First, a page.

Teenagers should not be criminalised for ‘sexting’, children’s campaigners warned after it emerged that a boy who sent a naked selfie to a classmate will be on a police database for 10 years.
The action was taken by police against the 14-year-old boy, who has not been named, after he sent the photograph by Snapchat to a girl of the same age in his class who then shared it with others.
Despite not being arrested or charged with anything, the schoolboy is now on a national intelligence database after the image came to the attention of a police officer based at the school in the north of England. It is not known whether any action was taken against the girl who shared the image.
The incident has been recorded as a crime of making and distributing an indecent image, the boy's mother told BBC Radio 4's Today programme. “He was in his bedroom at his dad’s the night before, he was flirting with the girl and he sent a picture of himself,” she said.
Her son’s file will remain active for at least 10 years and could be brought to the attention of potential future employers conducting an advanced Criminal Records Bureau check. “I think at best he was naive and at worst he was just a teenager,” she commented. Sexting is “just how teenagers flirt these days,” his mother added.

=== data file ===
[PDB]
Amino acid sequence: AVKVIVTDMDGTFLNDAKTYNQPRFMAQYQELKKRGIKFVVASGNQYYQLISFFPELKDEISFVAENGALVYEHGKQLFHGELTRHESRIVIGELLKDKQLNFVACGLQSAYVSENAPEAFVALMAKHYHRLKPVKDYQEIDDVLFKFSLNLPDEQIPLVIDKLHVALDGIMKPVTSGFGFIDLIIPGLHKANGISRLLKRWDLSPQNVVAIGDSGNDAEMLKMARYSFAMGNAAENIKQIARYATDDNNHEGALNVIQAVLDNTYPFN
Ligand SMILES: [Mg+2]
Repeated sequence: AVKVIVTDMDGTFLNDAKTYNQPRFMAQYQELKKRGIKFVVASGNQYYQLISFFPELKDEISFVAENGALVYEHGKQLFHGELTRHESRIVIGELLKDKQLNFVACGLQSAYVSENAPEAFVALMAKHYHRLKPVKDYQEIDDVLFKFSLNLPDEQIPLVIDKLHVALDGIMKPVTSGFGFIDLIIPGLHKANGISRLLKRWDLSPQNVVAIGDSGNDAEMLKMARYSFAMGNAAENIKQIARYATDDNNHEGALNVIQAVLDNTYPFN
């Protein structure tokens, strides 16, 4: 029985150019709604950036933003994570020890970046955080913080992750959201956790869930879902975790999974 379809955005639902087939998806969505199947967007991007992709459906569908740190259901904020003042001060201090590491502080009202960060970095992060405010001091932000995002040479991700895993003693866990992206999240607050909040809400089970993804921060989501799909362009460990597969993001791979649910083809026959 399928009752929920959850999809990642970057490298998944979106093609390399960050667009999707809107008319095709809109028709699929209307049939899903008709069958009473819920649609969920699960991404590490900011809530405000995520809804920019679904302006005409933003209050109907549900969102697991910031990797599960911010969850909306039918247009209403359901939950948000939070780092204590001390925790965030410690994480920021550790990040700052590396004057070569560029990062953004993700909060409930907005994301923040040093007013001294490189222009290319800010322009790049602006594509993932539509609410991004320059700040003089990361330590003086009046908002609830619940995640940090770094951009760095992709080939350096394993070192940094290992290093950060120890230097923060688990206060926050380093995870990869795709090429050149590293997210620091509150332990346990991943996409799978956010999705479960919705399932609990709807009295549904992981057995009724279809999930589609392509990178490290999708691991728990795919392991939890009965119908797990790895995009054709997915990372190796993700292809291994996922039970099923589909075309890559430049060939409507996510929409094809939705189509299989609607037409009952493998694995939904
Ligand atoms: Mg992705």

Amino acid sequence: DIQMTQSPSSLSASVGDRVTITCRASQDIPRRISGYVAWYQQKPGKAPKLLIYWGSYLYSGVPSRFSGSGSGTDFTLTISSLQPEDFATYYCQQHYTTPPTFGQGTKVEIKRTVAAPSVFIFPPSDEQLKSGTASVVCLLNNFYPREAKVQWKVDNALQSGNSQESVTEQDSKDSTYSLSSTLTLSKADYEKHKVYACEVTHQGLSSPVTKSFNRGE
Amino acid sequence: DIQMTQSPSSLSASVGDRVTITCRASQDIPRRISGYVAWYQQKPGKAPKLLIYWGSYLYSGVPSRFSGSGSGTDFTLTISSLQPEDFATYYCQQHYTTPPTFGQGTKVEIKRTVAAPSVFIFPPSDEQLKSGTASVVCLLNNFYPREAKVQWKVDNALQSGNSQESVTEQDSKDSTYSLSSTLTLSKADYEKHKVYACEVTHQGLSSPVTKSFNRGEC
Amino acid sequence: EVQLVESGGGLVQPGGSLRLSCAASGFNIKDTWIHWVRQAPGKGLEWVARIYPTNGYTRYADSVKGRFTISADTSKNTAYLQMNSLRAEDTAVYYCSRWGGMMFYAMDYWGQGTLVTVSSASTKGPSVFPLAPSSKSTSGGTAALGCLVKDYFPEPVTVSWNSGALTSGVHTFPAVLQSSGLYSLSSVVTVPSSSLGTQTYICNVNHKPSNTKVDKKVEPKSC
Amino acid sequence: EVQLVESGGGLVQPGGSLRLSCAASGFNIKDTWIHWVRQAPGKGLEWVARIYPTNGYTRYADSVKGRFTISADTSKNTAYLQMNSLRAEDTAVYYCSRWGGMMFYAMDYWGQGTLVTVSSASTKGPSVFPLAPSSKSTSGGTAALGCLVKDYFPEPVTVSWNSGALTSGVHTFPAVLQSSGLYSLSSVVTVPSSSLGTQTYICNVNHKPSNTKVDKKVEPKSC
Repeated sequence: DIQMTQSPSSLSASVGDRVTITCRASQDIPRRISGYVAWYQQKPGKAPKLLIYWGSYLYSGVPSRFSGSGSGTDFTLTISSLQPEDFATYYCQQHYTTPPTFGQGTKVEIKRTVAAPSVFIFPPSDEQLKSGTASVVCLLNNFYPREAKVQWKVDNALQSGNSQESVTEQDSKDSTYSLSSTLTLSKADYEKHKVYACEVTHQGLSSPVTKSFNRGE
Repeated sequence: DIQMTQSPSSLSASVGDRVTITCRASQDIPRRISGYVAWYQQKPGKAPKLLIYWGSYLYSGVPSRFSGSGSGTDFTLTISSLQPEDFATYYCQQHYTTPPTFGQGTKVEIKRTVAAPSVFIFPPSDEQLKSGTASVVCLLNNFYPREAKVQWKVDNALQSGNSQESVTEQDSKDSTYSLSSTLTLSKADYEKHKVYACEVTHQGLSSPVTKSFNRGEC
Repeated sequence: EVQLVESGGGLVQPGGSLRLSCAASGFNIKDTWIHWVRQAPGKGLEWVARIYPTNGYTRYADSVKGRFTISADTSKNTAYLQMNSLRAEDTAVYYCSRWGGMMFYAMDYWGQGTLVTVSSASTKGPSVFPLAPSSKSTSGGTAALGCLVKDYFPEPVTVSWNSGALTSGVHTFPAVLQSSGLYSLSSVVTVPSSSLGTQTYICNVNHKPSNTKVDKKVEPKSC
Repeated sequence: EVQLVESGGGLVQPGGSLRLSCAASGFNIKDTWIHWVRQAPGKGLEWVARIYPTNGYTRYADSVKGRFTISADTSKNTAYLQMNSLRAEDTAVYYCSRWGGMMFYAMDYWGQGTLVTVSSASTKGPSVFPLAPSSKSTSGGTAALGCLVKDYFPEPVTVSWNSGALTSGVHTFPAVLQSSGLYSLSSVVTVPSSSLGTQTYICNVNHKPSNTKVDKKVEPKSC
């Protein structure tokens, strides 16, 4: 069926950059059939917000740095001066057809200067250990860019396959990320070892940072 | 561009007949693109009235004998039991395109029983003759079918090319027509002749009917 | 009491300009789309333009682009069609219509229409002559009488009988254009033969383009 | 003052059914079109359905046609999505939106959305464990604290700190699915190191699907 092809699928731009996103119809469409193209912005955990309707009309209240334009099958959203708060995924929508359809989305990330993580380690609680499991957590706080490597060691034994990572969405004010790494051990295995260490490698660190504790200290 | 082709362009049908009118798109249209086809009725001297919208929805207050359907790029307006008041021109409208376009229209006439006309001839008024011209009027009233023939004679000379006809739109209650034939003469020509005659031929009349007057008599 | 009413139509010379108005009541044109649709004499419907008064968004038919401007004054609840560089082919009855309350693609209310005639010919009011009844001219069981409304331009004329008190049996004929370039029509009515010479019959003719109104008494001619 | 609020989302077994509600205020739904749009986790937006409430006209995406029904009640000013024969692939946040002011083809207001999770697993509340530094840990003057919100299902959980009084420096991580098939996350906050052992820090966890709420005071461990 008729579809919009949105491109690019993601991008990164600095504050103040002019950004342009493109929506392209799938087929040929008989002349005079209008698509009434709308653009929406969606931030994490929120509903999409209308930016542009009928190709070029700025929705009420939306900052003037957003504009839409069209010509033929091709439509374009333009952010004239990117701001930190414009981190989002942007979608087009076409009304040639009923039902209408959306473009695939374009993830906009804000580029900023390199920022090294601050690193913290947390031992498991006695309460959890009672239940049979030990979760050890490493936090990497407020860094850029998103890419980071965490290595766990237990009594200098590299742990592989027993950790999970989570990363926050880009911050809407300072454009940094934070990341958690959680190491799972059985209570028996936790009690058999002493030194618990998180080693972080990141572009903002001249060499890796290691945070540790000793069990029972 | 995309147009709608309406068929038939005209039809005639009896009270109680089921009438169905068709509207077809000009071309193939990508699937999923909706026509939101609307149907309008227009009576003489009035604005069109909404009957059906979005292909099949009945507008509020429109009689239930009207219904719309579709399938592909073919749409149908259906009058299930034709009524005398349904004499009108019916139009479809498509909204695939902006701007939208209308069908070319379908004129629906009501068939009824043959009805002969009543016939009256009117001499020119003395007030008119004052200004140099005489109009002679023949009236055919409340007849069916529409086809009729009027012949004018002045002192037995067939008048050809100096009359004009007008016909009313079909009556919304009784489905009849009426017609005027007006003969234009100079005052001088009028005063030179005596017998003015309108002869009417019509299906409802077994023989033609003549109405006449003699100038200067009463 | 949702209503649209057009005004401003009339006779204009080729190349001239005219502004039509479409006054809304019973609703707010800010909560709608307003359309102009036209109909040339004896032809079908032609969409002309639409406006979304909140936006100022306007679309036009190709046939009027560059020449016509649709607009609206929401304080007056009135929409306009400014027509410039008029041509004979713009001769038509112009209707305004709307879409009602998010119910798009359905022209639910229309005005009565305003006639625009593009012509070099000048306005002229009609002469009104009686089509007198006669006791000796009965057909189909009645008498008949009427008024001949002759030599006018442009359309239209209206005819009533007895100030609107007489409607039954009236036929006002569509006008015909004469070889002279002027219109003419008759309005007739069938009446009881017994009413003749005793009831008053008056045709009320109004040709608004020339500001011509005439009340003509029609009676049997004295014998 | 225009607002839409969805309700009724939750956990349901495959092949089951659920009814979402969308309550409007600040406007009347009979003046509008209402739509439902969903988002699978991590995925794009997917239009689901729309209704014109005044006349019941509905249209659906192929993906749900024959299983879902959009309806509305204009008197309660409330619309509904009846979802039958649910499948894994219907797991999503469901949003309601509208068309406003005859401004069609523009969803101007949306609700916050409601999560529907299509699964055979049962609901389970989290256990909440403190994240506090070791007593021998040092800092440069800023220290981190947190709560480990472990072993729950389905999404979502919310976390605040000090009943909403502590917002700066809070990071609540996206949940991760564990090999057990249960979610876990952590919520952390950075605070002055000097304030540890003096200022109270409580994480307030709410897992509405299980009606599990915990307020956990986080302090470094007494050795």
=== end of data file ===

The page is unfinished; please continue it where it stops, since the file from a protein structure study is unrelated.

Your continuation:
“I shouldn't have done it...it's just annoying really, something that I did when I was 14 that could reflect badly in future,” said her son. Sexting is commonplace, he claimed: “You hear from a few people who’ve done it every week.”
Claude Knights, chief executive, Kidscape, said: “This case highlights many of the issues raised by what has come to be known as 'sexting'. Kidscape's main plea would be to guard against criminalising young people, as a growing number of teenagers are at risk of being unfairly labelled as sex offenders under current UK law.” She added: “Young people have always engaged in 'I'll show you mine, if you show me yours' behaviours, as they develop their sexual relationships.” Educating children on the dangers of sending explicit pictures of themselves needs to be a priority, she said.
And Jessica Taplin, chief executive of young people’s charity Get Connected, commented: “Demonising a young teenager for experimenting and taking a photograph of himself and sending it to a girl of a similar age, who he no doubt “fancies” seems to me incredibly knee jerk and unhelpful of both the school and the police.”
In a statement, an NSPCC spokesman said: “We don’t want to see children criminalised. But while many of them may see sexting as harmless fun they must be aware it is illegal and can leave young people vulnerable to blackmail and bullying or worse still, attract the attention of sex offenders as the images created may get shared extensively online.”
And Olivia Pinkney, Deputy Chief Constable, Sussex Constabulary, and the National Police Chiefs’ Council lead for children and young people, commented: “Schools and educational establishments have the ability to deal with situations as they see fit. If any party chooses to report the incident to police, the Home Office counting rules are clear that it must be recorded as a crime.”Reuse content